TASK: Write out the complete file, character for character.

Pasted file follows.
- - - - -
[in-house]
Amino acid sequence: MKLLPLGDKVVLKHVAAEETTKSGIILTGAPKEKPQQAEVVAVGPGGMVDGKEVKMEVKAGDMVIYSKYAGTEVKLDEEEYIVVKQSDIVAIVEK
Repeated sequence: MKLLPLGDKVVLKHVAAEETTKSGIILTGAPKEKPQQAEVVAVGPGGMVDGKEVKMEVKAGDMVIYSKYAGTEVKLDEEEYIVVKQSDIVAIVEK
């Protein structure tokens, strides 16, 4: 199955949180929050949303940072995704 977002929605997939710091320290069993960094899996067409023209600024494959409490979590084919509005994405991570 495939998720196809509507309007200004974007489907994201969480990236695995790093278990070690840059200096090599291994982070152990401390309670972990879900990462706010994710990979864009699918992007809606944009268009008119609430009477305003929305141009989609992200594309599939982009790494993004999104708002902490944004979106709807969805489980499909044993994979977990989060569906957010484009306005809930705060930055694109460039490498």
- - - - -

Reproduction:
[in-house]
Amino acid sequence: MKLLPLGDKVVLKHVAAEETTKSGIILTGAPKEKPQQAEVVAVGPGGMVDGKEVKMEVKAGDMVIYSKYAGTEVKLDEEEYIVVKQSDIVAIVEK
Repeated sequence: MKLLPLGDKVVLKHVAAEETTKSGIILTGAPKEKPQQAEVVAVGPGGMVDGKEVKMEVKAGDMVIYSKYAGTEVKLDEEEYIVVKQSDIVAIVEK
């Protein structure tokens, strides 16, 4: 199955949180929050949303940072995704 977002929605997939710091320290069993960094899996067409023209600024494959409490979590084919509005994405991570 495939998720196809509507309007200004974007489907994201969480990236695995790093278990070690840059200096090599291994982070152990401390309670972990879900990462706010994710990979864009699918992007809606944009268009008119609430009477305003929305141009989609992200594309599939982009790494993004999104708002902490944004979106709807969805489980499909044993994979977990989060569906957010484009306005809930705060930055694109460039490498």